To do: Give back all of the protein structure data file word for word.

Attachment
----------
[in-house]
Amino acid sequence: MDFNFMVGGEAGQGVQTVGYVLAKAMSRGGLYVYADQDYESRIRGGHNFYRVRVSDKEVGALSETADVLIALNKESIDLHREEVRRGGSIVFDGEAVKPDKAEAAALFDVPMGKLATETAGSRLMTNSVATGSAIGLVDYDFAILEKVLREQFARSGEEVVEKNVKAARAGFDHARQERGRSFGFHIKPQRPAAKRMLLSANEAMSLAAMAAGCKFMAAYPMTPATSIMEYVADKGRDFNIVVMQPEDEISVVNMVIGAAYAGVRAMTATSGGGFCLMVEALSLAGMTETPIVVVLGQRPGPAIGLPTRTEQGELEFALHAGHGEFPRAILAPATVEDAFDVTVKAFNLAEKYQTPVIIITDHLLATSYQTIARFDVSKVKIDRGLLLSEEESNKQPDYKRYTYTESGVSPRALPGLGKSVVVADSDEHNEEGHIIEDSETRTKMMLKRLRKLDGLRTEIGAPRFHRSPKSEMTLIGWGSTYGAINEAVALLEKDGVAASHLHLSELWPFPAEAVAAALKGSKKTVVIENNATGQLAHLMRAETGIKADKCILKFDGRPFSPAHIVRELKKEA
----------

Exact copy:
[in-house]
Amino acid sequence: MDFNFMVGGEAGQGVQTVGYVLAKAMSRGGLYVYADQDYESRIRGGHNFYRVRVSDKEVGALSETADVLIALNKESIDLHREEVRRGGSIVFDGEAVKPDKAEAAALFDVPMGKLATETAGSRLMTNSVATGSAIGLVDYDFAILEKVLREQFARSGEEVVEKNVKAARAGFDHARQERGRSFGFHIKPQRPAAKRMLLSANEAMSLAAMAAGCKFMAAYPMTPATSIMEYVADKGRDFNIVVMQPEDEISVVNMVIGAAYAGVRAMTATSGGGFCLMVEALSLAGMTETPIVVVLGQRPGPAIGLPTRTEQGELEFALHAGHGEFPRAILAPATVEDAFDVTVKAFNLAEKYQTPVIIITDHLLATSYQTIARFDVSKVKIDRGLLLSEEESNKQPDYKRYTYTESGVSPRALPGLGKSVVVADSDEHNEEGHIIEDSETRTKMMLKRLRKLDGLRTEIGAPRFHRSPKSEMTLIGWGSTYGAINEAVALLEKDGVAASHLHLSELWPFPAEAVAAALKGSKKTVVIENNATGQLAHLMRAETGIKADKCILKFDGRPFSPAHIVRELKKEA